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Graphs are a powerful data structure that can be applied to several problems in bioinformatics. For instance, a lot of biological data can be represented as graphs: molecule structures, protein secondary structures, protein interaction networks. Since all these data are store in huge biological data banks, one of the most important challenges for bioinformatics is the development of efficient Pattern Recognition tools to retrieve relevant information. Among these, the search for patterns inside a biological database can be formulated as a graph matching problem.

Graph matching within a biological database is a very computationally-intensive problem, especially because of the size of the graphs involved. For instance, if we consider a generic protein database, while a pattern can be a small graph of ten nodes, a complete protein graph, where the pattern is to be searched, can have thousands of nodes and edges. So the number of candidate solutions for all the proteins can be huge.

To reduce the computational complexity, which in the worst case is exponential, some researchers have put their efforts in the development of more or less complex heuristics, that can decrease the matching time in the average case, at least for some classes of graphs, but still retain the exponential worst case; others have devoted their attention to inexact, suboptimal matching algorithms, that achieve a polynomial time, but do not ensure the accuracy of the found solutions, which may or may not be acceptable depending on the application. Besides the time complexity, space requirements of the algorithms also are an important concern when working with the large graphs of bioinformatics applications.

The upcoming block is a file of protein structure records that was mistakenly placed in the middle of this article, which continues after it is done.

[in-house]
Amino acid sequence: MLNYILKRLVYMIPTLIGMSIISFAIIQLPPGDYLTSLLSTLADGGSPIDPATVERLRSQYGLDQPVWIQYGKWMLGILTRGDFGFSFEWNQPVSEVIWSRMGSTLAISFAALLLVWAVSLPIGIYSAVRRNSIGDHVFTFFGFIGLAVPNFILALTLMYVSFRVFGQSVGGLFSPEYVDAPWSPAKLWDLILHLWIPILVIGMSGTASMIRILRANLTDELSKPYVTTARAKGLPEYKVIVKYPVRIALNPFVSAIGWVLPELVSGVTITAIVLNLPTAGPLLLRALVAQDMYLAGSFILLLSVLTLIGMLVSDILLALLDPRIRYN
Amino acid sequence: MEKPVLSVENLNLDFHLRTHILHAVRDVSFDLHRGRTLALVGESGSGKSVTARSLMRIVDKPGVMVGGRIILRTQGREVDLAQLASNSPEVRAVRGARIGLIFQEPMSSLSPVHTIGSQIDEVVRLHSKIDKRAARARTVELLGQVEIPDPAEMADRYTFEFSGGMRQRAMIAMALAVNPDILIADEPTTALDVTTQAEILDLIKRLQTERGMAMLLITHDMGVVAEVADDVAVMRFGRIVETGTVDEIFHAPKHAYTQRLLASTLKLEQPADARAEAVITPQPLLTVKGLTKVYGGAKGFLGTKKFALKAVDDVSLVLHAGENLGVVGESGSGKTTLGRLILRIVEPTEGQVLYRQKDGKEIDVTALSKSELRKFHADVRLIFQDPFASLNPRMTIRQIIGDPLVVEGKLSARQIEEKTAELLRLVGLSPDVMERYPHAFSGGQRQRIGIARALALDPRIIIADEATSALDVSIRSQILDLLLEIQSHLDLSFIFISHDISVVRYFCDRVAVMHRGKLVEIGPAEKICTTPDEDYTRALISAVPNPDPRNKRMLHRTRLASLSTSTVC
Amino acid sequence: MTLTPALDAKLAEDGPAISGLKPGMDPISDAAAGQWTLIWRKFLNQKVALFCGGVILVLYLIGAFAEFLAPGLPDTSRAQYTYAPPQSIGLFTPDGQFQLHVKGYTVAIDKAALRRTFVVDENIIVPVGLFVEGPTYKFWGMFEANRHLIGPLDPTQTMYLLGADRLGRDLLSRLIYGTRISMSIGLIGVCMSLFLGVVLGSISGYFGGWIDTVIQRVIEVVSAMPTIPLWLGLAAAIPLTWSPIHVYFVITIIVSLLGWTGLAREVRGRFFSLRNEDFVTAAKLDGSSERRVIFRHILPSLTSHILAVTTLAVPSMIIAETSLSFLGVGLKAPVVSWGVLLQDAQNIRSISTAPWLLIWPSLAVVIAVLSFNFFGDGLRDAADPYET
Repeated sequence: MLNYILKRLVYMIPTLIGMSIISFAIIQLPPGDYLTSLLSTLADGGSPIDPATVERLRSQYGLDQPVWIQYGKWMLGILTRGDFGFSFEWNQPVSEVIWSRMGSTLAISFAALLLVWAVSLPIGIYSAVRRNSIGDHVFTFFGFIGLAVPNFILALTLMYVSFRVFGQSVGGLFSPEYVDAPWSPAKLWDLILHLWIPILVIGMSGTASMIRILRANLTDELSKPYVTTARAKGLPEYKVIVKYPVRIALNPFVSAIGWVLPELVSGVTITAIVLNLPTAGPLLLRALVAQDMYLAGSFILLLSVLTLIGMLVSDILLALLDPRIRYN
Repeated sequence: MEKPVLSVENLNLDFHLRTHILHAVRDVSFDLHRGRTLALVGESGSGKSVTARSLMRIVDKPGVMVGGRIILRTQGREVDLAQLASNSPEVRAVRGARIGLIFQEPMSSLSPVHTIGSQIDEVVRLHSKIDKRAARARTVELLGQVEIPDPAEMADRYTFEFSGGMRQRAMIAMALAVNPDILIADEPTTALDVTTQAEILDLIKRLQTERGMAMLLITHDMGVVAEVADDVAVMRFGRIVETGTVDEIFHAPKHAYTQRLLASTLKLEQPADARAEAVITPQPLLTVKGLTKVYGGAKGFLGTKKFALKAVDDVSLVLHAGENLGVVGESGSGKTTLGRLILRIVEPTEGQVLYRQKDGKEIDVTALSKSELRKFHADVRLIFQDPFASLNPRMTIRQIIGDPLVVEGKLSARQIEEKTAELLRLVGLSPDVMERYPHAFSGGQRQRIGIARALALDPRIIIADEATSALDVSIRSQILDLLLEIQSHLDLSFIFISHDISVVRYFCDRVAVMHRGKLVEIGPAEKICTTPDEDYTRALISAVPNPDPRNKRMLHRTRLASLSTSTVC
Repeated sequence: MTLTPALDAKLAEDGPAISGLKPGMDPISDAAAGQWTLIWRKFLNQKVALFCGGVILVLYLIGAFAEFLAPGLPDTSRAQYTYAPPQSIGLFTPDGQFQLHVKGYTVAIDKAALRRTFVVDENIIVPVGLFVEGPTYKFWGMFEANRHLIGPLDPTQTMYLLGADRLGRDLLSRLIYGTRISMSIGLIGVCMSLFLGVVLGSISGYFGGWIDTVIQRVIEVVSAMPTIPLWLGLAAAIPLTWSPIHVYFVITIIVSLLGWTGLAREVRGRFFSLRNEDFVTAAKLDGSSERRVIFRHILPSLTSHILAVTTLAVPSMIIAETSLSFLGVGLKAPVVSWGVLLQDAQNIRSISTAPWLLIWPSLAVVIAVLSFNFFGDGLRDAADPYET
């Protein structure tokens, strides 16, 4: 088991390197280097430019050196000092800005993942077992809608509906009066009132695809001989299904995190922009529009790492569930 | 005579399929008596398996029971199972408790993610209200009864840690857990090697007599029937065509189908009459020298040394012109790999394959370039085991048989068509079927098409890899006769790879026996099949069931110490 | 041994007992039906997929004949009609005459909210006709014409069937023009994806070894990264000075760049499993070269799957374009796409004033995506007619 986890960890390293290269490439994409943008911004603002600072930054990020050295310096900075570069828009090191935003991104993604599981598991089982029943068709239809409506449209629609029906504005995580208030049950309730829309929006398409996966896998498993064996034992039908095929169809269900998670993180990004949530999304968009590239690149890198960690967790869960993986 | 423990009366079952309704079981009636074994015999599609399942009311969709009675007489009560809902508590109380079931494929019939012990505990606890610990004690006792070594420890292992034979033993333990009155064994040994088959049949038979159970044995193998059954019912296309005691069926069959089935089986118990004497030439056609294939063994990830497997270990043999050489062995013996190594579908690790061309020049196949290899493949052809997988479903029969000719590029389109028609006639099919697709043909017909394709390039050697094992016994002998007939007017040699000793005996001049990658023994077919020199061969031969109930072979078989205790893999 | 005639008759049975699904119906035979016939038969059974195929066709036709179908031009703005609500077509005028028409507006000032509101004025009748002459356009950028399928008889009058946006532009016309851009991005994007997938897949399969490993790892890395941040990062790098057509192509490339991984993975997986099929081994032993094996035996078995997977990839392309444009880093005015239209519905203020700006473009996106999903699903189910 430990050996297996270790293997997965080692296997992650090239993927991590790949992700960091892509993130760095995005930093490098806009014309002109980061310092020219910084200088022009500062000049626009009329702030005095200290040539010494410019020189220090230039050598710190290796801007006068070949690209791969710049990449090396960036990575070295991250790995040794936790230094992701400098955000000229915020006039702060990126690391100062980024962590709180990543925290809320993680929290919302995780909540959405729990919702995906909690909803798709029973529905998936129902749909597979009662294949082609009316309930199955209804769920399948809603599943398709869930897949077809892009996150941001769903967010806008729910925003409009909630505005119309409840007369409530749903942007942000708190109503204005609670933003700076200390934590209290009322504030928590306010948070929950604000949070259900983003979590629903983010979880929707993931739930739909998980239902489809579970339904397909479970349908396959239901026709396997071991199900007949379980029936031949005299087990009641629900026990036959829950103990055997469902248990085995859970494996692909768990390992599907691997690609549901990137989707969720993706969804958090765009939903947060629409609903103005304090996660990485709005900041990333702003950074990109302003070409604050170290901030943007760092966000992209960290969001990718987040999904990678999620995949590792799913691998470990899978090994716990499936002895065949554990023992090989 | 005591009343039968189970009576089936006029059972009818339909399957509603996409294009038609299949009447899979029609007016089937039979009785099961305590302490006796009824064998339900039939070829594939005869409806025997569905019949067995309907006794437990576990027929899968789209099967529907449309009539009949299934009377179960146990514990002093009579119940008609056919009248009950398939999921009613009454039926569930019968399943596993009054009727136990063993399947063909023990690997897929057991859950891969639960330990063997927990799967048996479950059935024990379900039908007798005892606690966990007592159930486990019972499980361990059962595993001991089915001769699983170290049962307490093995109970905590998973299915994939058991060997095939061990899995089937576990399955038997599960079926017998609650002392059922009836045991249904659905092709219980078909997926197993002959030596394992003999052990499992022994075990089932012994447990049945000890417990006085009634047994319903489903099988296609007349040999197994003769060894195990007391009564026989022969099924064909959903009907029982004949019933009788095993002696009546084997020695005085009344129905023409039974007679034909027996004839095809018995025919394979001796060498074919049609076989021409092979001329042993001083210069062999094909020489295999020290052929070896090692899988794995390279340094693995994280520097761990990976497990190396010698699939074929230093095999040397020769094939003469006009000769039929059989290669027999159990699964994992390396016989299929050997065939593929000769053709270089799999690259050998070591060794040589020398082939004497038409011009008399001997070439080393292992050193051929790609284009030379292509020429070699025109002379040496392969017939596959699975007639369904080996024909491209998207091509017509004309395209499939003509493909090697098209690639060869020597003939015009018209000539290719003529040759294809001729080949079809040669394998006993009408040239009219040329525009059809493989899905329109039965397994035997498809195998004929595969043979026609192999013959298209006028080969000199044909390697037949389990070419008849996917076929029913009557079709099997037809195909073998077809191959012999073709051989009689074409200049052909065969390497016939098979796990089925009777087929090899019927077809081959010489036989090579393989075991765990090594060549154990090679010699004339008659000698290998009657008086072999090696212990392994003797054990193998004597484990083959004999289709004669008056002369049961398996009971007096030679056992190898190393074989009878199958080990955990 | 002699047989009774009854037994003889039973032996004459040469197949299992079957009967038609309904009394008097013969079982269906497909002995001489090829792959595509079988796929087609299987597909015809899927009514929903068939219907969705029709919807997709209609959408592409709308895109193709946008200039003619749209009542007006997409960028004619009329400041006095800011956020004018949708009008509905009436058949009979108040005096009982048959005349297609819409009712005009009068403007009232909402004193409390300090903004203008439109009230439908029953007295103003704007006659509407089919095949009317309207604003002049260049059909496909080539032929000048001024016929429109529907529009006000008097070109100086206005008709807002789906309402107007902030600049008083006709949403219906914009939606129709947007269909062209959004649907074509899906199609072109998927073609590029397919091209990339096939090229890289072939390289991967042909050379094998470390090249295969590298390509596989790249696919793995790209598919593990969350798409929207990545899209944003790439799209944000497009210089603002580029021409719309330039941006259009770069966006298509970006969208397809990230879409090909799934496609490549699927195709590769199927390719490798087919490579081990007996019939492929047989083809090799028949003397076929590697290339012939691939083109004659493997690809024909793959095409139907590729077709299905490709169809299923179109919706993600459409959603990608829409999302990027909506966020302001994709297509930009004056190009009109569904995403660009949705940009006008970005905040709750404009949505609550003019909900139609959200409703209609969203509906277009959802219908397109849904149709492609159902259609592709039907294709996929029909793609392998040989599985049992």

The aim of this contest is to assess the state-of-the-art about graph matching algorithms suitable for bioinformatics graphs, using both exact and inexact approaches. The participants will be evaluated considering the time and space requirements of the algorithms, and, for the inexact ones, the accuracy of the found solutions.

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Competition Task

The competition is about the application of graph matching algorithms for solving the problem of finding a pattern structure in a graph database containing molecules, protein structures and interaction networks.

The contest organizers will provide the participants with the entire original dataset needed to perform the task.

During the experimental phase of the competition, the graphs, both target and pattern, contained in the dataset will have their nodes randomly permutated.

A competitor will propose a graph matching algorithm, either exact or inexact, to find a pattern graph (subgraph) inside a target one. Since the solution can be both exact and approximate, each algorithm will be judged using three kinds of indexes: precision, time and memory requirements.

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A new graph database have been built to perform the task proposed for the challenge. This database contains a set of large graphs extracted from biological structures. The graphs in database have been grouped in the following categories:

Molecules (small, sparse, directed)
  • Target Graphs: 10000
    • Size: from 8 to 99 nodes
    • Avg Degree: 2 edges per nodes
  • Query Graphs: 50 (10 for size)
    • Size: 4,8,16,32,64 nodes
  • Label Diversity: 4-5 labels
Proteins and Backbones (large, sparse, directed)
  • Target Graphs: 300
    • Size: from 535 to 10081 nodes